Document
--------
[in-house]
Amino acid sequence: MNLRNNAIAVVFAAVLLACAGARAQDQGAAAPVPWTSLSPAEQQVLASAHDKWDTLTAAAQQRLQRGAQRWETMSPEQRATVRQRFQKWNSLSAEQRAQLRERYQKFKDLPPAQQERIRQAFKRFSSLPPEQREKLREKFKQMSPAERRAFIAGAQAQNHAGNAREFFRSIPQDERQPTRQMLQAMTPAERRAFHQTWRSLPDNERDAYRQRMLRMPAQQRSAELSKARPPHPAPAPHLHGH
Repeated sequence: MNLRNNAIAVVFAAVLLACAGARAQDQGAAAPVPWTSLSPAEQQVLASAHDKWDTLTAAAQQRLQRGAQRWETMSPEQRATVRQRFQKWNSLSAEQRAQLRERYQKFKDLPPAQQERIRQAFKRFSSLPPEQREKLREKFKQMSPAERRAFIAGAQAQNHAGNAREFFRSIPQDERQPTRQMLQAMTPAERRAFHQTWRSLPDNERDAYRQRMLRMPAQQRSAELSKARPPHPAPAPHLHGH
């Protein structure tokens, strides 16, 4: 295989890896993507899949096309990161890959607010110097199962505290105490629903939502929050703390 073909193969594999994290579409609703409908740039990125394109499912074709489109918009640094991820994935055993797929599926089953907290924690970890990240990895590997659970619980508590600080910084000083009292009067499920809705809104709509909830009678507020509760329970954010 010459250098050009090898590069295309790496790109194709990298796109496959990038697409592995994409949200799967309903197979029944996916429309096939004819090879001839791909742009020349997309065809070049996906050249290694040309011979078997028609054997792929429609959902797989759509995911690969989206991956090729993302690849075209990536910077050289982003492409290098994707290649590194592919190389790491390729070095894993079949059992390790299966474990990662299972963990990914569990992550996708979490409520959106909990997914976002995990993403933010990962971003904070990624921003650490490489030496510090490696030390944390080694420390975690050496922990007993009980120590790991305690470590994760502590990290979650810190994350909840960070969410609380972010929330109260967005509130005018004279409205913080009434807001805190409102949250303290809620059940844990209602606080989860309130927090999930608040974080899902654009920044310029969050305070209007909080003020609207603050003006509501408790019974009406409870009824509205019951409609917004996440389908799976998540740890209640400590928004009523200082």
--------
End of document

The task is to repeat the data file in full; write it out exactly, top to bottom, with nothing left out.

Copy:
[in-house]
Amino acid sequence: MNLRNNAIAVVFAAVLLACAGARAQDQGAAAPVPWTSLSPAEQQVLASAHDKWDTLTAAAQQRLQRGAQRWETMSPEQRATVRQRFQKWNSLSAEQRAQLRERYQKFKDLPPAQQERIRQAFKRFSSLPPEQREKLREKFKQMSPAERRAFIAGAQAQNHAGNAREFFRSIPQDERQPTRQMLQAMTPAERRAFHQTWRSLPDNERDAYRQRMLRMPAQQRSAELSKARPPHPAPAPHLHGH
Repeated sequence: MNLRNNAIAVVFAAVLLACAGARAQDQGAAAPVPWTSLSPAEQQVLASAHDKWDTLTAAAQQRLQRGAQRWETMSPEQRATVRQRFQKWNSLSAEQRAQLRERYQKFKDLPPAQQERIRQAFKRFSSLPPEQREKLREKFKQMSPAERRAFIAGAQAQNHAGNAREFFRSIPQDERQPTRQMLQAMTPAERRAFHQTWRSLPDNERDAYRQRMLRMPAQQRSAELSKARPPHPAPAPHLHGH
């Protein structure tokens, strides 16, 4: 295989890896993507899949096309990161890959607010110097199962505290105490629903939502929050703390 073909193969594999994290579409609703409908740039990125394109499912074709489109918009640094991820994935055993797929599926089953907290924690970890990240990895590997659970619980508590600080910084000083009292009067499920809705809104709509909830009678507020509760329970954010 010459250098050009090898590069295309790496790109194709990298796109496959990038697409592995994409949200799967309903197979029944996916429309096939004819090879001839791909742009020349997309065809070049996906050249290694040309011979078997028609054997792929429609959902797989759509995911690969989206991956090729993302690849075209990536910077050289982003492409290098994707290649590194592919190389790491390729070095894993079949059992390790299966474990990662299972963990990914569990992550996708979490409520959106909990997914976002995990993403933010990962971003904070990624921003650490490489030496510090490696030390944390080694420390975690050496922990007993009980120590790991305690470590994760502590990290979650810190994350909840960070969410609380972010929330109260967005509130005018004279409205913080009434807001805190409102949250303290809620059940844990209602606080989860309130927090999930608040974080899902654009920044310029969050305070209007909080003020609207603050003006509501408790019974009406409870009824509205019951409609917004996440389908799976998540740890209640400590928004009523200082």